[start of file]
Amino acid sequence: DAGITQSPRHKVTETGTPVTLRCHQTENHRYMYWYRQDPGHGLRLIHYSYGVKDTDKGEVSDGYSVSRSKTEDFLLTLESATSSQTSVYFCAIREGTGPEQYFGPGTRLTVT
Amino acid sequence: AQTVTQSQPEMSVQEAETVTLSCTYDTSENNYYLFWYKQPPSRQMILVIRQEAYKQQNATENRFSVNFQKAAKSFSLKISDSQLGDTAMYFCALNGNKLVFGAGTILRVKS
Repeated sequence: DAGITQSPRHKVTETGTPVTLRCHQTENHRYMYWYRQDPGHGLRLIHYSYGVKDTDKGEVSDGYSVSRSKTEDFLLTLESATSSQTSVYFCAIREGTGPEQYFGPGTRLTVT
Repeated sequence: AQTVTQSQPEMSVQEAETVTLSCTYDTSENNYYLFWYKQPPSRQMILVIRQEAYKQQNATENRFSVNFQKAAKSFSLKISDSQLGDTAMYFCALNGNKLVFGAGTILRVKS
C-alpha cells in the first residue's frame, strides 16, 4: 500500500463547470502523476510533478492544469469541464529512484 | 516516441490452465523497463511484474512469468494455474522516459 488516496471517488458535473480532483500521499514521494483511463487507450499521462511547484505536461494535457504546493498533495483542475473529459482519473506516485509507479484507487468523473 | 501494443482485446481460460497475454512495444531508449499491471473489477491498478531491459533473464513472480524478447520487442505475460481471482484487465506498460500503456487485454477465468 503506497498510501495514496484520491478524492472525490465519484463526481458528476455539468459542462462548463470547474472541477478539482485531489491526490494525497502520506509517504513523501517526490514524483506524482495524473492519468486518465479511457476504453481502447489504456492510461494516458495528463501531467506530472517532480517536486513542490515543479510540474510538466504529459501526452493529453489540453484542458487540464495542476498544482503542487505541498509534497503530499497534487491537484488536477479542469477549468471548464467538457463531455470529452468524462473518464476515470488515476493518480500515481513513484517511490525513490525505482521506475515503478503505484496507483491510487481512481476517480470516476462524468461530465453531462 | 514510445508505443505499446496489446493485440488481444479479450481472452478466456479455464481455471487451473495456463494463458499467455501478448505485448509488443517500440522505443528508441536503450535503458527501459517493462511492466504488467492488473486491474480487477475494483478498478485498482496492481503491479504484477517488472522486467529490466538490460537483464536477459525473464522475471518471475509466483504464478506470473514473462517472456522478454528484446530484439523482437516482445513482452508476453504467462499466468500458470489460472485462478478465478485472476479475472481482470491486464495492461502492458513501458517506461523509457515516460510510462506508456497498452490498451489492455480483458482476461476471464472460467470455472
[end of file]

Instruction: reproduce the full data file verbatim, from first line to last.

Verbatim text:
Amino acid sequence: DAGITQSPRHKVTETGTPVTLRCHQTENHRYMYWYRQDPGHGLRLIHYSYGVKDTDKGEVSDGYSVSRSKTEDFLLTLESATSSQTSVYFCAIREGTGPEQYFGPGTRLTVT
Amino acid sequence: AQTVTQSQPEMSVQEAETVTLSCTYDTSENNYYLFWYKQPPSRQMILVIRQEAYKQQNATENRFSVNFQKAAKSFSLKISDSQLGDTAMYFCALNGNKLVFGAGTILRVKS
Repeated sequence: DAGITQSPRHKVTETGTPVTLRCHQTENHRYMYWYRQDPGHGLRLIHYSYGVKDTDKGEVSDGYSVSRSKTEDFLLTLESATSSQTSVYFCAIREGTGPEQYFGPGTRLTVT
Repeated sequence: AQTVTQSQPEMSVQEAETVTLSCTYDTSENNYYLFWYKQPPSRQMILVIRQEAYKQQNATENRFSVNFQKAAKSFSLKISDSQLGDTAMYFCALNGNKLVFGAGTILRVKS
C-alpha cells in the first residue's frame, strides 16, 4: 500500500463547470502523476510533478492544469469541464529512484 | 516516441490452465523497463511484474512469468494455474522516459 488516496471517488458535473480532483500521499514521494483511463487507450499521462511547484505536461494535457504546493498533495483542475473529459482519473506516485509507479484507487468523473 | 501494443482485446481460460497475454512495444531508449499491471473489477491498478531491459533473464513472480524478447520487442505475460481471482484487465506498460500503456487485454477465468 503506497498510501495514496484520491478524492472525490465519484463526481458528476455539468459542462462548463470547474472541477478539482485531489491526490494525497502520506509517504513523501517526490514524483506524482495524473492519468486518465479511457476504453481502447489504456492510461494516458495528463501531467506530472517532480517536486513542490515543479510540474510538466504529459501526452493529453489540453484542458487540464495542476498544482503542487505541498509534497503530499497534487491537484488536477479542469477549468471548464467538457463531455470529452468524462473518464476515470488515476493518480500515481513513484517511490525513490525505482521506475515503478503505484496507483491510487481512481476517480470516476462524468461530465453531462 | 514510445508505443505499446496489446493485440488481444479479450481472452478466456479455464481455471487451473495456463494463458499467455501478448505485448509488443517500440522505443528508441536503450535503458527501459517493462511492466504488467492488473486491474480487477475494483478498478485498482496492481503491479504484477517488472522486467529490466538490460537483464536477459525473464522475471518471475509466483504464478506470473514473462517472456522478454528484446530484439523482437516482445513482452508476453504467462499466468500458470489460472485462478478465478485472476479475472481482470491486464495492461502492458513501458517506461523509457515516460510510462506508456497498452490498451489492455480483458482476461476471464472460467470455472